Some banks may not lend money on building older than 10 years. Banks also ensure that the banks outstanding loan should always be lower than the value of the property in the market.

5.Property Valuation:-

The loan amount is highly dependent on the cost of the property. The banks property valuation may evaluate the property at a much lower rate.

6. More down payment:-

Most banks wish to make sure that you accept responsibility for the maintenance and good up keep of the resale property. You may have to pay about 20% of the price as down payment. 

7. Age of the property:-

Down payment could be more in case of older properties. Banks usually lend only on properties that are up to 20 to 50years old depending on your lender. The tenure of the loan also decreases with the age of the property.

8.Fees charged by housing societies:-

Some societies that ask for a heavy fee for transfer of ownership. It is best to consider this cost also when coming to conclusion while purchasing resale property in co operative and other societies.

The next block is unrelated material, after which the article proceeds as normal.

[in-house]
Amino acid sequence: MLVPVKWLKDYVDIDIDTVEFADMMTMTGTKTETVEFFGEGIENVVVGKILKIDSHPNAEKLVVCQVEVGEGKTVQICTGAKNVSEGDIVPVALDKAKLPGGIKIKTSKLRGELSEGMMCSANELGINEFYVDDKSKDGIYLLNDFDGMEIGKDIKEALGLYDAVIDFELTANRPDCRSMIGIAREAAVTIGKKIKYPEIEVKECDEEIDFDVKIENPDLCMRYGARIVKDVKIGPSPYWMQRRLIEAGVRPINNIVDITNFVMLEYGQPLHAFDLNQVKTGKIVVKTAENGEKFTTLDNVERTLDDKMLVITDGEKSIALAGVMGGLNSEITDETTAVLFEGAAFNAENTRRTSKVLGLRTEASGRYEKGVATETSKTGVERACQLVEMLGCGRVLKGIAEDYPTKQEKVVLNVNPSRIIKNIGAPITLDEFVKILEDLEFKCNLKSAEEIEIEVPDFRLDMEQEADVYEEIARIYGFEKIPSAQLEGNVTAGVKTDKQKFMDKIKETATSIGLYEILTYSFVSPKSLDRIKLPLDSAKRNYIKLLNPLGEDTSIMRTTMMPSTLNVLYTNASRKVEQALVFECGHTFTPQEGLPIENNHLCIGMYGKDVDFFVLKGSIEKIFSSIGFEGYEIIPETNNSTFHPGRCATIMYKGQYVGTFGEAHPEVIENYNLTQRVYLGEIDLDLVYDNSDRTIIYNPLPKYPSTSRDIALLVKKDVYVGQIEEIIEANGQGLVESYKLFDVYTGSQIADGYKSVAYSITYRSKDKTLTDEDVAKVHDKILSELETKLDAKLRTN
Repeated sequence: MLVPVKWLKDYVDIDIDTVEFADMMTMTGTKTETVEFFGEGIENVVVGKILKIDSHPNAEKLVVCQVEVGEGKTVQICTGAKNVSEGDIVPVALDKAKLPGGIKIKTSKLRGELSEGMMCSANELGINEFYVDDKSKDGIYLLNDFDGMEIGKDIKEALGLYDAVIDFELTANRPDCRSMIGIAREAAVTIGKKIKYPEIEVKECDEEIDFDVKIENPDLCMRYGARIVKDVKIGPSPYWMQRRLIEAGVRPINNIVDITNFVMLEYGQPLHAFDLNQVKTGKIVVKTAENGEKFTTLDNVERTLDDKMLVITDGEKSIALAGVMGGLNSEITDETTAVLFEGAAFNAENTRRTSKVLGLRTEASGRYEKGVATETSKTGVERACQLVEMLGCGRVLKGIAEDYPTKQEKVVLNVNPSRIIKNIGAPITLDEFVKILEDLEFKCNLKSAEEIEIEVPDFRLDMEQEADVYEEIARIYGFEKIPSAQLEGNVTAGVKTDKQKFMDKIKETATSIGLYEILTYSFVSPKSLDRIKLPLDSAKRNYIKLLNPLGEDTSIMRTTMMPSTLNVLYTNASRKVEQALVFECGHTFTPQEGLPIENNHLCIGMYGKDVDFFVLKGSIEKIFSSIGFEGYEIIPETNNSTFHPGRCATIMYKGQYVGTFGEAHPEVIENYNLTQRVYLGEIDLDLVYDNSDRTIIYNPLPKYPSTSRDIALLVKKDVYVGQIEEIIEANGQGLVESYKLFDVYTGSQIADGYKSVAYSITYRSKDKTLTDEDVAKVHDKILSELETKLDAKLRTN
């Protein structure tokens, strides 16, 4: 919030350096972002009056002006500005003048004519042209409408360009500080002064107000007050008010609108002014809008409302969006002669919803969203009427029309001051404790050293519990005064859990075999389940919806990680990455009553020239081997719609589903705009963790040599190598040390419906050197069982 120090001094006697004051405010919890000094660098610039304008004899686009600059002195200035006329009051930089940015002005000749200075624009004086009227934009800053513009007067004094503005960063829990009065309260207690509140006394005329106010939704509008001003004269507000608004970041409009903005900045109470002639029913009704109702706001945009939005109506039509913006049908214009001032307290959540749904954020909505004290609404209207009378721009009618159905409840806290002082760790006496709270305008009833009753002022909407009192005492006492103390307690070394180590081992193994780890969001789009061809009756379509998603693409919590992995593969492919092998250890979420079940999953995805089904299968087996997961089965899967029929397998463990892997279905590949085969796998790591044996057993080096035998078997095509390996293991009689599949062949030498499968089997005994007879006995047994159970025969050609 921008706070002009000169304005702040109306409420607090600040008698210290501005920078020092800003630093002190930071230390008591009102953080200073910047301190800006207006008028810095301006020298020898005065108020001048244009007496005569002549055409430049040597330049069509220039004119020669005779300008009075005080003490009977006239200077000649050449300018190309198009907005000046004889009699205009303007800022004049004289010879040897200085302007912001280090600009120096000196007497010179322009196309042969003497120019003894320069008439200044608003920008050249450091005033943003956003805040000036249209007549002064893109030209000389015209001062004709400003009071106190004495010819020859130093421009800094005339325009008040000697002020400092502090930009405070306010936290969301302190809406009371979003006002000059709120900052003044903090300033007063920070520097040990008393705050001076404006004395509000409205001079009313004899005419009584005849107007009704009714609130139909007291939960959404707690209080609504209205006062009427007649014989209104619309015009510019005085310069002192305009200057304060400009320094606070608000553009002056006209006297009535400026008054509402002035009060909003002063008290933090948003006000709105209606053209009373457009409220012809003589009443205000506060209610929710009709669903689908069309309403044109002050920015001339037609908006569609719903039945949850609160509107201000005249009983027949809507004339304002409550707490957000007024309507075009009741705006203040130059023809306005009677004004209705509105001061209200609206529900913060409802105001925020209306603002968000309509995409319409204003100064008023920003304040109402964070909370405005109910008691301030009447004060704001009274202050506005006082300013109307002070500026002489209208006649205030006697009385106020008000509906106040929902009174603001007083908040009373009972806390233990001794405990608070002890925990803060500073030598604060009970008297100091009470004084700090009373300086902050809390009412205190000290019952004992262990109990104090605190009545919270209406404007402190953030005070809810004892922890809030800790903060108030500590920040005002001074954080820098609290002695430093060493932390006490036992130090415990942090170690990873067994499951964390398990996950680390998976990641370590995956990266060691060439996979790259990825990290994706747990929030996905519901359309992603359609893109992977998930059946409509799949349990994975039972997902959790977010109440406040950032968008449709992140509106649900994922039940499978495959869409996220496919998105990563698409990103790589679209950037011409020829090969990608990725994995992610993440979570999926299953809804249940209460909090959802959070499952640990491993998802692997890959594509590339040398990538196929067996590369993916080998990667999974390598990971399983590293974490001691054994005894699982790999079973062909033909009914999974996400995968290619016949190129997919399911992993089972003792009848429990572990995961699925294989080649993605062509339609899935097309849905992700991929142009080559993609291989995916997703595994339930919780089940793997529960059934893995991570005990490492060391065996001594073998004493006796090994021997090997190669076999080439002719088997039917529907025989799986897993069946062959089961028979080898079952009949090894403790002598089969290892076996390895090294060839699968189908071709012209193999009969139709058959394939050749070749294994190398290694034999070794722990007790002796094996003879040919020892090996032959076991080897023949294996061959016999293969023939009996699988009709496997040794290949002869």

Advantages:-

Buying resale property would give you 

1.A chance to settle in your own house fast and save you of high rents paid and the need to frequently shift your place of living. 

2.Tax deductions on the interest paid on loan from the bank


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Monday, 5 November 2012

Ways to buy a home and SARFAESI Act,2002

Those who are looking for a home have three options

1.Buying an under-construction property

2.Buying a resale property

3.Buying a property auctioned by the Banks.

1.Buying an under construction property:

A property under construction would definitely be cheaper than one available for purchase or occupation. Typically , these under-construction properties quote at least 20% lower than the prevailing rates in a locality.